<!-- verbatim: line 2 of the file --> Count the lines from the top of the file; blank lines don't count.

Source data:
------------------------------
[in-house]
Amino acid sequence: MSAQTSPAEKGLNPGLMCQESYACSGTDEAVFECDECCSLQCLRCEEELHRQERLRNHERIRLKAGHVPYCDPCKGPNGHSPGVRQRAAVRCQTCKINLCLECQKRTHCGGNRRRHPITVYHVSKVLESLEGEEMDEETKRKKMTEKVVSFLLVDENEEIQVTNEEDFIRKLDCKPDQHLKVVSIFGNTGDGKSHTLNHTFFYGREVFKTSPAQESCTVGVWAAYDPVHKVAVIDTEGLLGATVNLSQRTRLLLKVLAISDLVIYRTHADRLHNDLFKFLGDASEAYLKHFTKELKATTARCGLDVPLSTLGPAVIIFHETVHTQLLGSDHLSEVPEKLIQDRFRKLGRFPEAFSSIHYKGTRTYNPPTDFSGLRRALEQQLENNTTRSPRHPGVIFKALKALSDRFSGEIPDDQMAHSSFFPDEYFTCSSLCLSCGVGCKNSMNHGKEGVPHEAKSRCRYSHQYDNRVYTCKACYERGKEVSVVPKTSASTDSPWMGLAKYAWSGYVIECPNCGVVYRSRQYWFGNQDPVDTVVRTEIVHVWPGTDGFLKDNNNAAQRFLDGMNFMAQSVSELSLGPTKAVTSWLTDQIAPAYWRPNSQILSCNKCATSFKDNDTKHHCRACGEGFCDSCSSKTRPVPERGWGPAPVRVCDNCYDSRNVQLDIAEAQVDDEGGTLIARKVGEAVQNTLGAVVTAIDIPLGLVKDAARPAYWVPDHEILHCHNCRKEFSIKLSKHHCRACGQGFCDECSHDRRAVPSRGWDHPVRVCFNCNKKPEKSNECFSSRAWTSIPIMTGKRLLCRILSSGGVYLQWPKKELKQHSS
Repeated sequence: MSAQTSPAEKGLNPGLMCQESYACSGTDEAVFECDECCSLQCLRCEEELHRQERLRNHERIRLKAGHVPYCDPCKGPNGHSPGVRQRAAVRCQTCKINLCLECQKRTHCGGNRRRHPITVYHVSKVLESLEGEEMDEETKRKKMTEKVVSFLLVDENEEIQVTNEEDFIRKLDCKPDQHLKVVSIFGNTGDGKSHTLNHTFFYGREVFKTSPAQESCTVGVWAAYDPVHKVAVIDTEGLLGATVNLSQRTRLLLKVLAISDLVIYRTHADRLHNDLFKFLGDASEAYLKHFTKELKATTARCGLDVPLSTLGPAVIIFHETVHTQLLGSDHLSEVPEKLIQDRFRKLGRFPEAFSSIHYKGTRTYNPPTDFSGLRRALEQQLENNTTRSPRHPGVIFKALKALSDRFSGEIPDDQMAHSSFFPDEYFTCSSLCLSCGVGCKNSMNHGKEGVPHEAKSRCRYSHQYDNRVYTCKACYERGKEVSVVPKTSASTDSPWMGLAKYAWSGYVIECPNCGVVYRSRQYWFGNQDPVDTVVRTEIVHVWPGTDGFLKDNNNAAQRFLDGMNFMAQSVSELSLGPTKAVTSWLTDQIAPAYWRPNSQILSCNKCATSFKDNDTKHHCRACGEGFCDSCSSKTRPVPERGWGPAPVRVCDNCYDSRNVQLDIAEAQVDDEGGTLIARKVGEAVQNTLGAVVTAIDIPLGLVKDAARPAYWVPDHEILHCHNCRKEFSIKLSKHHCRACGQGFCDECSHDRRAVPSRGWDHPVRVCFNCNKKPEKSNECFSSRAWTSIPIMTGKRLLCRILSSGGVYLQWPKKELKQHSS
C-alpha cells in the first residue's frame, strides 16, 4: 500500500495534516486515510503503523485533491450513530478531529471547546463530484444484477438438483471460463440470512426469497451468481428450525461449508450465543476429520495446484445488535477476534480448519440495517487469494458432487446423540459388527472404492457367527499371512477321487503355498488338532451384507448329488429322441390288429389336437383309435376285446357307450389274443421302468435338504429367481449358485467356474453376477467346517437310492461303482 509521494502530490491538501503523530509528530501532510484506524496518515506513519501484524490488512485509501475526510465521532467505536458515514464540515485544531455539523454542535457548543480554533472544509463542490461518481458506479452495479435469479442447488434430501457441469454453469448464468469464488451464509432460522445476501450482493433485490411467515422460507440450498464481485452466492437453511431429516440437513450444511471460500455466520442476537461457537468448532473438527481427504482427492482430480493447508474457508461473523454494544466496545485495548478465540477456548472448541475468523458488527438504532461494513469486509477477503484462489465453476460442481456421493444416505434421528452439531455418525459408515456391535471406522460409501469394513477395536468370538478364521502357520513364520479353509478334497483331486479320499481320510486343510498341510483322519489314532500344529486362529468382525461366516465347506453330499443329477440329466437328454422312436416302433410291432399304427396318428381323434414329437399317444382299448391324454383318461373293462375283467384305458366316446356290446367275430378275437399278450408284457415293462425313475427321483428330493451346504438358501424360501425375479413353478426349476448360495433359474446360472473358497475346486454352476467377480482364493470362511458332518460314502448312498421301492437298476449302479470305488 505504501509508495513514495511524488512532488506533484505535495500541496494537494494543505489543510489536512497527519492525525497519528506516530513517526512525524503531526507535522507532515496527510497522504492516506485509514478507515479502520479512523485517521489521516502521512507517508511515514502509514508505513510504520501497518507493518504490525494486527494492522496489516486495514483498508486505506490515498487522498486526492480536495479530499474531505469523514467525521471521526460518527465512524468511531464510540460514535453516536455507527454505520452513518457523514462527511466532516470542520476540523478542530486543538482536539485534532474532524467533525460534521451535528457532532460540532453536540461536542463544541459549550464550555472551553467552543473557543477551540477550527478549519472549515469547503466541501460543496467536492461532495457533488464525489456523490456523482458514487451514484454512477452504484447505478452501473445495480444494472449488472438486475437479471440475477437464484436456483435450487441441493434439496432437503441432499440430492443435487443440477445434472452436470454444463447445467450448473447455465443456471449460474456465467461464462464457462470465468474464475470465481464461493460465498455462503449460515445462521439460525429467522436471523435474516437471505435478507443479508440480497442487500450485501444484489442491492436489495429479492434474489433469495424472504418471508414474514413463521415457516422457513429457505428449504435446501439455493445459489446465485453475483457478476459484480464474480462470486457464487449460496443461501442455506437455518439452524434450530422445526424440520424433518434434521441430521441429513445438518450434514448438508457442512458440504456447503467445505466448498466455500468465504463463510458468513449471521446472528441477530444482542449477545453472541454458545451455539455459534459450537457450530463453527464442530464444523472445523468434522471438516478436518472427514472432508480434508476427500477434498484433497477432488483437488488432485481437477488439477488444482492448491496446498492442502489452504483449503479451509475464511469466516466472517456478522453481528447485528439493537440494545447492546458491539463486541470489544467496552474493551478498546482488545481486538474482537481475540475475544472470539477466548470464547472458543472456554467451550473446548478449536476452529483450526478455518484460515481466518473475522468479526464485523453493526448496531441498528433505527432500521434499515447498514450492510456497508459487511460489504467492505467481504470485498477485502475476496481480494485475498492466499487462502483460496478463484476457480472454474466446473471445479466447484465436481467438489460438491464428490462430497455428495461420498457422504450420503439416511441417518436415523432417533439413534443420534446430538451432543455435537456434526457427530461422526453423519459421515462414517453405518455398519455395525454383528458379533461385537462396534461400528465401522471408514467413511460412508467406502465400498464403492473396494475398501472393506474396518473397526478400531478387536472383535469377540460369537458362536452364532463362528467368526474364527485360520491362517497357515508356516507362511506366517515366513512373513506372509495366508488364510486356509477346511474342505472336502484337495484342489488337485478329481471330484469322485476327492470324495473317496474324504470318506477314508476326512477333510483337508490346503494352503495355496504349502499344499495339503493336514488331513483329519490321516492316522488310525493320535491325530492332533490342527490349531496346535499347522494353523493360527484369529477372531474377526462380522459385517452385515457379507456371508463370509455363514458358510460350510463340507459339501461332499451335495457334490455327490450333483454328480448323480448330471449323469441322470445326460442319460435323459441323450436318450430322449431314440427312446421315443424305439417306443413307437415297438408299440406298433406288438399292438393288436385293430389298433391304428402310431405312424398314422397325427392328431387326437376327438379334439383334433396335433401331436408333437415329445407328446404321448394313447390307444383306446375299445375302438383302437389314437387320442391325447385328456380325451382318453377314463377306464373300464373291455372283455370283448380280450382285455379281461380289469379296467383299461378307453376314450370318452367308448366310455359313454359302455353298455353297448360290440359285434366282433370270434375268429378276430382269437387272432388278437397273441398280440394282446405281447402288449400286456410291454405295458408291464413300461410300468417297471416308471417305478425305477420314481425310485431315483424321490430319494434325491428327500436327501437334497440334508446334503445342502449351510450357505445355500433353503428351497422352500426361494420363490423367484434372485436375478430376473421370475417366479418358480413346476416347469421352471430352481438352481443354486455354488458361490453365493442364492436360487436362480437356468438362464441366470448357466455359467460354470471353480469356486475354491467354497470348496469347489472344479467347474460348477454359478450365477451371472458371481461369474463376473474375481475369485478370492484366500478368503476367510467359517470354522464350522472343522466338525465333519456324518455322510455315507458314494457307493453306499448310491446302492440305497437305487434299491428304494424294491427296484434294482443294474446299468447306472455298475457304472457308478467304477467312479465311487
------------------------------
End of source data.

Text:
Amino acid sequence: MSAQTSPAEKGLNPGLMCQESYACSGTDEAVFECDECCSLQCLRCEEELHRQERLRNHERIRLKAGHVPYCDPCKGPNGHSPGVRQRAAVRCQTCKINLCLECQKRTHCGGNRRRHPITVYHVSKVLESLEGEEMDEETKRKKMTEKVVSFLLVDENEEIQVTNEEDFIRKLDCKPDQHLKVVSIFGNTGDGKSHTLNHTFFYGREVFKTSPAQESCTVGVWAAYDPVHKVAVIDTEGLLGATVNLSQRTRLLLKVLAISDLVIYRTHADRLHNDLFKFLGDASEAYLKHFTKELKATTARCGLDVPLSTLGPAVIIFHETVHTQLLGSDHLSEVPEKLIQDRFRKLGRFPEAFSSIHYKGTRTYNPPTDFSGLRRALEQQLENNTTRSPRHPGVIFKALKALSDRFSGEIPDDQMAHSSFFPDEYFTCSSLCLSCGVGCKNSMNHGKEGVPHEAKSRCRYSHQYDNRVYTCKACYERGKEVSVVPKTSASTDSPWMGLAKYAWSGYVIECPNCGVVYRSRQYWFGNQDPVDTVVRTEIVHVWPGTDGFLKDNNNAAQRFLDGMNFMAQSVSELSLGPTKAVTSWLTDQIAPAYWRPNSQILSCNKCATSFKDNDTKHHCRACGEGFCDSCSSKTRPVPERGWGPAPVRVCDNCYDSRNVQLDIAEAQVDDEGGTLIARKVGEAVQNTLGAVVTAIDIPLGLVKDAARPAYWVPDHEILHCHNCRKEFSIKLSKHHCRACGQGFCDECSHDRRAVPSRGWDHPVRVCFNCNKKPEKSNECFSSRAWTSIPIMTGKRLLCRILSSGGVYLQWPKKELKQHSS